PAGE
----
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Vicarious Dissonance: Reasons and Functions of Attitude Change

Abstract : This paper proposes to make an inventory of knowledge on the process of vicarious dissonance, describing the possibility of individuals experiencing cognitive dissonance vicariously when they observe a member of their group acting inconsistently with their own attitudes (Cooper & Hogg, 2007). After identifying different factors necessary for or conducive to the development of vicarious dissonance, and after reviewing the nature of vicarious dissonance, this article will explore the reasons why an individual may be compelled to change their attitude under conditions of vicarious dissonance. We will conclude our argument by presenting new findings on this phenomenon in line with several theories. According to the cognitive dissonance theory, the reduction is linked to a decrease in arousal which leads to a decrease in inconsistency. While the social identity theory (Tajfel & Turner, 1979) and self-categorization (Turner et al., 1987) allows us to think of cognitive dissonance as a vicarious process, the uncertainty theory (Hogg, 2000, 2007) proposes brand new interpretations for answering the question “what are the functions of vicarious dissonance reduction?”, at both individual- and group-level.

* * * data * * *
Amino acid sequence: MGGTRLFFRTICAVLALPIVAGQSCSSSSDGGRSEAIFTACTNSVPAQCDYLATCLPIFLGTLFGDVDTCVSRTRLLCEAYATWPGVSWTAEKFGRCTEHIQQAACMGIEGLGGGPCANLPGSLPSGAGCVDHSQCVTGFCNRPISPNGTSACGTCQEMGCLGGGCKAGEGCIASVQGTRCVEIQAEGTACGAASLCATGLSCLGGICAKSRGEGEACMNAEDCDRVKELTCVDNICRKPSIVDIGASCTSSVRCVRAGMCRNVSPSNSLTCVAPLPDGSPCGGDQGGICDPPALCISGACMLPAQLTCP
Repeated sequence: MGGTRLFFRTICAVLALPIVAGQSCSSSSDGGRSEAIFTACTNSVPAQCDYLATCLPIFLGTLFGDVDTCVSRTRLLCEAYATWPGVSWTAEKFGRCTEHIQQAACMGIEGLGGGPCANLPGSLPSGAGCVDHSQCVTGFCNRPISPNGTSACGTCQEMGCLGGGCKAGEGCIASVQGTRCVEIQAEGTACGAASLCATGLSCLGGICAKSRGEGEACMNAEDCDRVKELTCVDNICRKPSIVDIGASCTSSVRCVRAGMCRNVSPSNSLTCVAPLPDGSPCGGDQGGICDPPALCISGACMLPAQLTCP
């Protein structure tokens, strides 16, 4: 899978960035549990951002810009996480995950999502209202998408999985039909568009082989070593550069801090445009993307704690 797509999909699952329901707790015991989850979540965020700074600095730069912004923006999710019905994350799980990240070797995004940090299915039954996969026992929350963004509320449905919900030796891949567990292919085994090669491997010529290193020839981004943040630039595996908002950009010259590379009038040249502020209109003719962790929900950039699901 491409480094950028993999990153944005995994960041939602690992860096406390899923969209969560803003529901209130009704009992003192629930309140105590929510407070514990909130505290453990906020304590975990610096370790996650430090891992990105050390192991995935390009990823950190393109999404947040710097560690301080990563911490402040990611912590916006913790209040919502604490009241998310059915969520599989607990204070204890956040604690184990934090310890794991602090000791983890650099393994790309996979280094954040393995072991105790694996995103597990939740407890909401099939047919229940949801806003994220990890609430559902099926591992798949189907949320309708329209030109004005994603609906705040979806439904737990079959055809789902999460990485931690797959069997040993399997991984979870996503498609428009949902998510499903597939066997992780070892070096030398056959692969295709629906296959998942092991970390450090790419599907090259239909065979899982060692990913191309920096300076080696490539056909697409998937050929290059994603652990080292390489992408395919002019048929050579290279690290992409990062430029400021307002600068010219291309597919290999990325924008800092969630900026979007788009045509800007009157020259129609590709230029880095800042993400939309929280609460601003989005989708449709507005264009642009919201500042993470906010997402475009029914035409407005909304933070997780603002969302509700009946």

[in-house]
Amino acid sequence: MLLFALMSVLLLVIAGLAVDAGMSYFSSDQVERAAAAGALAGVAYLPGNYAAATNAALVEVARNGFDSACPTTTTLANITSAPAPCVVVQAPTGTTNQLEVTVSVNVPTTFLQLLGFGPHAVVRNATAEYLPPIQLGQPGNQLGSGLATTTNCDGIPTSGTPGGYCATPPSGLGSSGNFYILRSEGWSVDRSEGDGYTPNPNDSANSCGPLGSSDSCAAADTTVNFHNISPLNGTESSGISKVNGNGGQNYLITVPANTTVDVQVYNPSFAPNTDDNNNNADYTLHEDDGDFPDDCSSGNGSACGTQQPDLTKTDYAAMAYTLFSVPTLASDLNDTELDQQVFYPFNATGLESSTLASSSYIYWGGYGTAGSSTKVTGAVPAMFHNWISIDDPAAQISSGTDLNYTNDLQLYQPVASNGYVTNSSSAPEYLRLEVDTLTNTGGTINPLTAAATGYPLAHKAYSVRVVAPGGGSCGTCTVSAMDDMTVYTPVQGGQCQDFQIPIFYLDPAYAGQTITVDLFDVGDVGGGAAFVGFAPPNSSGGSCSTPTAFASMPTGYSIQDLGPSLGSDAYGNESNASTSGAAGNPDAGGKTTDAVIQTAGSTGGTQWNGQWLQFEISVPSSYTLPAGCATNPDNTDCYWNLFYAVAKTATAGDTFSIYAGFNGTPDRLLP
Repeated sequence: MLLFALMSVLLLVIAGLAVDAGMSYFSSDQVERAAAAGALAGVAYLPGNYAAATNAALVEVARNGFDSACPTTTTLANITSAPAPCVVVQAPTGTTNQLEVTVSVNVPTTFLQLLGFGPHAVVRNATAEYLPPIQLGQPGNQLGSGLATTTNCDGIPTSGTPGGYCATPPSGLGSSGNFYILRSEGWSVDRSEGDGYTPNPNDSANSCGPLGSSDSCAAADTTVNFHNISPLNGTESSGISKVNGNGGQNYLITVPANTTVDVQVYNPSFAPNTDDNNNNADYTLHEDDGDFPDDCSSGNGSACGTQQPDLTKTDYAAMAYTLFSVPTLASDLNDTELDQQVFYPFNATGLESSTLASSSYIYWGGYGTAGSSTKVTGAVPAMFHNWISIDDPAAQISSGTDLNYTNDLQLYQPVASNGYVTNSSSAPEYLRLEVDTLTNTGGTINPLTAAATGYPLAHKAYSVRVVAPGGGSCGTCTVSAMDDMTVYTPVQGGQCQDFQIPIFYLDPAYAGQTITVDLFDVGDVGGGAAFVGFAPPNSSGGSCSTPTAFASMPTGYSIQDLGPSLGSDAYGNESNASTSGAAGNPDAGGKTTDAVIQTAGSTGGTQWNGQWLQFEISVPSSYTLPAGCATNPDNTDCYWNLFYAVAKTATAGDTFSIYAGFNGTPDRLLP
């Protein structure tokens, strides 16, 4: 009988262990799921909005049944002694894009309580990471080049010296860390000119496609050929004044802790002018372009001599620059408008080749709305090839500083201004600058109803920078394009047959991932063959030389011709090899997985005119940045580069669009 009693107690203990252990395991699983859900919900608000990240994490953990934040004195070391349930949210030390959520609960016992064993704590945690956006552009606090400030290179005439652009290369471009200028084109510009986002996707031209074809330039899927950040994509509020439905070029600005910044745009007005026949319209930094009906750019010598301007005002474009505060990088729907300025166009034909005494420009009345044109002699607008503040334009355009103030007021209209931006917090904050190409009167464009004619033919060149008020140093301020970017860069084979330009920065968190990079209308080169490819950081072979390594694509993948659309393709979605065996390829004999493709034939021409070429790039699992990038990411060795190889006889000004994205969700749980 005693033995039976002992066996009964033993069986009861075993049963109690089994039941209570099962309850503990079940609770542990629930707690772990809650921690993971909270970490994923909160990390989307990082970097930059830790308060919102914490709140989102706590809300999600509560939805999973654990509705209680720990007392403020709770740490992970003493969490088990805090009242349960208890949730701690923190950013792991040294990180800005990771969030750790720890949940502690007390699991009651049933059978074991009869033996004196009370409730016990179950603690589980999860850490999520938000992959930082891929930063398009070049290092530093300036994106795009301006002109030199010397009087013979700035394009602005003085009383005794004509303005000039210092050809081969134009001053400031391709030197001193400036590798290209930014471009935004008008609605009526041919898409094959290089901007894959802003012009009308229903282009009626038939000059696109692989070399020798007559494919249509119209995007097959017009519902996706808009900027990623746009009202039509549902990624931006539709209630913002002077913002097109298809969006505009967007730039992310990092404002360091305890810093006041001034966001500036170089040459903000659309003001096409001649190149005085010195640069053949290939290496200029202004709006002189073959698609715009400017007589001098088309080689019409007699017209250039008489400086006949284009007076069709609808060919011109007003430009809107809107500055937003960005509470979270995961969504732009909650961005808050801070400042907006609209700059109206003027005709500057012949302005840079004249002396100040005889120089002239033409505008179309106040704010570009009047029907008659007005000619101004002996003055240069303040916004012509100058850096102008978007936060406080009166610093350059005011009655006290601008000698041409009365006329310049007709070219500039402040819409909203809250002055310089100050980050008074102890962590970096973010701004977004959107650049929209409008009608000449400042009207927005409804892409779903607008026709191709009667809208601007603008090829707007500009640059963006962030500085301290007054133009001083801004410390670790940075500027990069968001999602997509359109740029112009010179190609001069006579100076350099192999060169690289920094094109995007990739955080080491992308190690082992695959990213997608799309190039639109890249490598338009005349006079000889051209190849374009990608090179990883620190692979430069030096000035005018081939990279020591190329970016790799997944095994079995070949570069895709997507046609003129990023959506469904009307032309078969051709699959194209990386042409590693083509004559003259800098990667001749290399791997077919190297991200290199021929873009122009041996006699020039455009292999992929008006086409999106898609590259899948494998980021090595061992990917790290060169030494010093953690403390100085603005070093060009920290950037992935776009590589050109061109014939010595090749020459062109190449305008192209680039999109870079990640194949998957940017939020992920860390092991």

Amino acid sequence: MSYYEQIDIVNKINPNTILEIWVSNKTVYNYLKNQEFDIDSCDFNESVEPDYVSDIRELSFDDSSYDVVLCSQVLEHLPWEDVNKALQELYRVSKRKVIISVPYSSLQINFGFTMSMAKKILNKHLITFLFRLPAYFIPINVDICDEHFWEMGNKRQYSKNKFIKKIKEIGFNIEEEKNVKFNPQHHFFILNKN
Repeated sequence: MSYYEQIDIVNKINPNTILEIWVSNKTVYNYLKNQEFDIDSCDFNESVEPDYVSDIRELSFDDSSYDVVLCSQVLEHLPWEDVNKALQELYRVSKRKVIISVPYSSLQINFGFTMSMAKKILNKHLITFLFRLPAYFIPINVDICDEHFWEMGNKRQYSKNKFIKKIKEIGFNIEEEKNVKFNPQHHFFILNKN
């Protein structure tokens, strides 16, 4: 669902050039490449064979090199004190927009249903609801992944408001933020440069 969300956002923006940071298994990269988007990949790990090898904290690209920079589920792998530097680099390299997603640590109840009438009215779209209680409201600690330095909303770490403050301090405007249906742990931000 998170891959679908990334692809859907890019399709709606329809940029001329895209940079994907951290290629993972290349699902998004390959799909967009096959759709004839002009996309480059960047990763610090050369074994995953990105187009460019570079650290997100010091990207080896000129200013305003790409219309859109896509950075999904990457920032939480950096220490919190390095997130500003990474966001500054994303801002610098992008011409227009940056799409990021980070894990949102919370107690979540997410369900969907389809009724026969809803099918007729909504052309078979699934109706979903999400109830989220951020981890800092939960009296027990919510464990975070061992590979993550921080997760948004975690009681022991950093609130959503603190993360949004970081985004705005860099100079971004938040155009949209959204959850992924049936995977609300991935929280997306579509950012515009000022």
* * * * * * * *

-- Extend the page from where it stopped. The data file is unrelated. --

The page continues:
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Contributor : Sara Jaubert Connect in order to contact the contributor
Submitted on : Thursday, November 19, 2020 - 2:22:29 PM
Last modification on : Sunday, June 26, 2022 - 10:18:10 AM


  • HAL Id : hal-03014490, version 1



Sara Jaubert, Fabien Girandola, Lionel Souchet. Vicarious Dissonance: Reasons and Functions of Attitude Change. European Psychologist, 2020. ⟨hal-03014490⟩



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